My husband will have one provided by work; will it be necessary that I get a separate one for the kids and me? Can I do without a driver? Can I take a taxi or a bus instead or would you not recommend that?
Jakarta unfortunately doesn’t have a reliable public transportation system so you will likely have to drive everywhere. I would definitely recommend you get an extra driver or just work around your husband’s schedule to move around. I would not recommend you drive here. (I’ve done it and it’s nerve-wrecking and exhausting). You can take taxis. They are very reliable but sometimes hard to find, especially during rush hour. There is a bus system and a “train”system but they are overcrowded and I would never ride them with the kids.
Is it necessary that you have house-help? Most of the places we looked at have “servants quarters”. Is it mandatory that we have to have someone live with us? If so, do they live with us and their entire family? I was reading other blogs where people commented that once you hire someone you also take care of them (e.g. pay for their health insurance, etc.).
It is certainly not necessary but I bet you will be glad to have help at home. Jakarta is a very dirty city and trust me you will want your home cleaned every single day. It is not necessary to have a live-in helper. She can live-out and come say from 8:00am to 5:00 pm. I personally have two helpers. A live-in nanny and a live-out housekeeper and cook. The nanny helps me in the morning by giving them baths and getting Evan ready for school. She babysits at night when I go out with my husband or friends and stays with the kids when I go grocery shopping (which is complicated to do with children here in Jakarta). The housekeeper does laundry, mops, cleans bathrooms, etc and cooks for us.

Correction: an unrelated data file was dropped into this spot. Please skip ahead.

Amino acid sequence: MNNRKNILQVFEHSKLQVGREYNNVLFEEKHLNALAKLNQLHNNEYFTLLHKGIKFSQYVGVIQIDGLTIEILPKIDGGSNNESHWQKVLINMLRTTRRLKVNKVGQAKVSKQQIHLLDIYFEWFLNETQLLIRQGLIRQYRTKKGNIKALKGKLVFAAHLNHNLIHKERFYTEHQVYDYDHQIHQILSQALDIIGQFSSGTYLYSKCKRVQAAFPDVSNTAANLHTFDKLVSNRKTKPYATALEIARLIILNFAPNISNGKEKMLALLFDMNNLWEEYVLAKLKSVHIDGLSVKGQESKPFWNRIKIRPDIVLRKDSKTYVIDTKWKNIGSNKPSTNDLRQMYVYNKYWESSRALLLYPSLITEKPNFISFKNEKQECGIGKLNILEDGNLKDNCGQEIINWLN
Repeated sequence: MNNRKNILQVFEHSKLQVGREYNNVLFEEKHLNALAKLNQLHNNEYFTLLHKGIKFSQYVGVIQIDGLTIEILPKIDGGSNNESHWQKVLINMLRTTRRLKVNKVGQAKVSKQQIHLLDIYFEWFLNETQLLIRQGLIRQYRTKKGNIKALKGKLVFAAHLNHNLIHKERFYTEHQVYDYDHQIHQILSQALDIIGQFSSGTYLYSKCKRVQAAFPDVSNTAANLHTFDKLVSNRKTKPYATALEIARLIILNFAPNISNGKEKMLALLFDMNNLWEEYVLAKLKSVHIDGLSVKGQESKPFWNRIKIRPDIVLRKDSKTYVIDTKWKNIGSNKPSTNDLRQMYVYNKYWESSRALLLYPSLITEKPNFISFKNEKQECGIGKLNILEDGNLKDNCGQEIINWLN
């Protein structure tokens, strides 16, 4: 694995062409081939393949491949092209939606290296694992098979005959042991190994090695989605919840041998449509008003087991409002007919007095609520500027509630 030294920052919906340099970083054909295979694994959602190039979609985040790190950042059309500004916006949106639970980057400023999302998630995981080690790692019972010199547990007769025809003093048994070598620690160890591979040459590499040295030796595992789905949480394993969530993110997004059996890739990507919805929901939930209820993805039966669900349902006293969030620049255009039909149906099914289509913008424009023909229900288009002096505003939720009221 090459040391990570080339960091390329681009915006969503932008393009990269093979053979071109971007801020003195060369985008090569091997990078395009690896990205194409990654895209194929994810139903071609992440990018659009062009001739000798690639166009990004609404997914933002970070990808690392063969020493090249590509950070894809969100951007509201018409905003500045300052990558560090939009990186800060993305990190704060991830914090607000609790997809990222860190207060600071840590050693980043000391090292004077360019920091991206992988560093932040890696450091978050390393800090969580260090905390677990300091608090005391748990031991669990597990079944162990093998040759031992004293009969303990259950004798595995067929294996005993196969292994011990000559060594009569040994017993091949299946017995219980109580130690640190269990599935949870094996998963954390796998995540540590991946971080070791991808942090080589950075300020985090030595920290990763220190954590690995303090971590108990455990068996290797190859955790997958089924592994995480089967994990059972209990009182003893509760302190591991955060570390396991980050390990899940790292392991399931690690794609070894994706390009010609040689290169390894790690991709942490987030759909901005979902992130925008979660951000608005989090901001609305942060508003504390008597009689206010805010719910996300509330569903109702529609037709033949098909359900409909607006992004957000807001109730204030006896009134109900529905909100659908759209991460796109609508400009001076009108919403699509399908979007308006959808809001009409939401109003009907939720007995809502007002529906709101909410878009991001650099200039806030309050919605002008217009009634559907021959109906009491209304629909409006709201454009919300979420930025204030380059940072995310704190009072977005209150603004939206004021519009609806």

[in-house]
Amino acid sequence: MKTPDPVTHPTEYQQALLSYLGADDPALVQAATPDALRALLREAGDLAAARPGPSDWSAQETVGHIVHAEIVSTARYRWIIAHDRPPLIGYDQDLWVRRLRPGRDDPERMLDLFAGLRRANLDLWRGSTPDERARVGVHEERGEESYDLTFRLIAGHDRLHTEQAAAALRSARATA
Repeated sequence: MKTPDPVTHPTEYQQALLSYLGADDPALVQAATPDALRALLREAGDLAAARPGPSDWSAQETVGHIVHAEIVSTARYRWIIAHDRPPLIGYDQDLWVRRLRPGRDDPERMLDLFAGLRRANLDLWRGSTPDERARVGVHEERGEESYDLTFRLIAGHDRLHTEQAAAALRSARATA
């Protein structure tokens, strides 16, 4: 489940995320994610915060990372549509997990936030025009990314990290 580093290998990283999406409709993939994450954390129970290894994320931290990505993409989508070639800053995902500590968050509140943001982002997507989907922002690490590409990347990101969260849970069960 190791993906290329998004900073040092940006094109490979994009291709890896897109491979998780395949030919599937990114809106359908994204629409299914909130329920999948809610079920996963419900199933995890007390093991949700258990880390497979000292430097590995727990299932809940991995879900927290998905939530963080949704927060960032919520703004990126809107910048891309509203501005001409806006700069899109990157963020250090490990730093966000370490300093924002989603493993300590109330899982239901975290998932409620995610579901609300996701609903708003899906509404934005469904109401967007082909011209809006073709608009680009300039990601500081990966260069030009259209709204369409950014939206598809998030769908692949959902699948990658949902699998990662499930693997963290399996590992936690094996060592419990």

I don’t pay for insurance but I do pay for medical expenses. They usually bring a receipt or invoice from the hospital and doctor and I help out with their medicine. If you have a live-in she will live in her room and bathe in her quarters. The room is usually separate from the main living area and will likely be in the basement, or by the kitchen. When you don’t want her around you can just let her know and this won’t be a problem. If you live in a house you might consider hiring a maid/guard team consisting of a married couple. Some houses have a small apartment like area with two or more bedrooms, a bathroom and a kitchen. They can “live” there if you desire them to.
1. Preeschool for a toddler.
We were thinking of putting our toddler in Montessori@Kemang in August/September, he will be three years old. Is Evan in school already or do you have both of your babies still with you? If he is at school, are you pleased with it?
Evan is at a preschool near my home. We are very happy with it. You will see there are many options for children so you will be able to pick and choose what you want. You can even start him in school as soon as you get here. Most preschools will let you enroll your kids at any moment in the term. I have personally heard that the Australian International School and the Netherlands International School have great preschool programs. If I lived in the South I would without a doubt check them out.
We were told there is an SOS clinic for expats, is that where you go? Do you have a good pediatrician? Dentist? How do I find one? What happens if we have an emergency with one of the kids?
The SOS clinic is the best-known clinic among expats. It’s all Indonesian doctors but they do have foreign “advisor” doctors that can do consultations but not prescribe medicine. My husband’s company has a clinic so we do most of our check-ups there. I haven’t personally experienced any doctor’s visits at SOS but I have heard overall good comments. I haven’t visited a dentist here, either. I usually go to Thailand or Mexico and see my regular dentists. I have several recommendations for dentists from friends and I can send you that information without a problem. There are children’s clinics where you can find good doctors. In severe cases you can go to Singapore that is an amazing medical tourism place. Indonesian hospitals are ok but are not the most reliable ones. I was told Joshua was a girl by two doctors and found out he wasn’t when I got to the US.
Are there any JKT expats out there that have anything to add to this?
Please let me know. I would like for the guide to be as comprehensive as possible!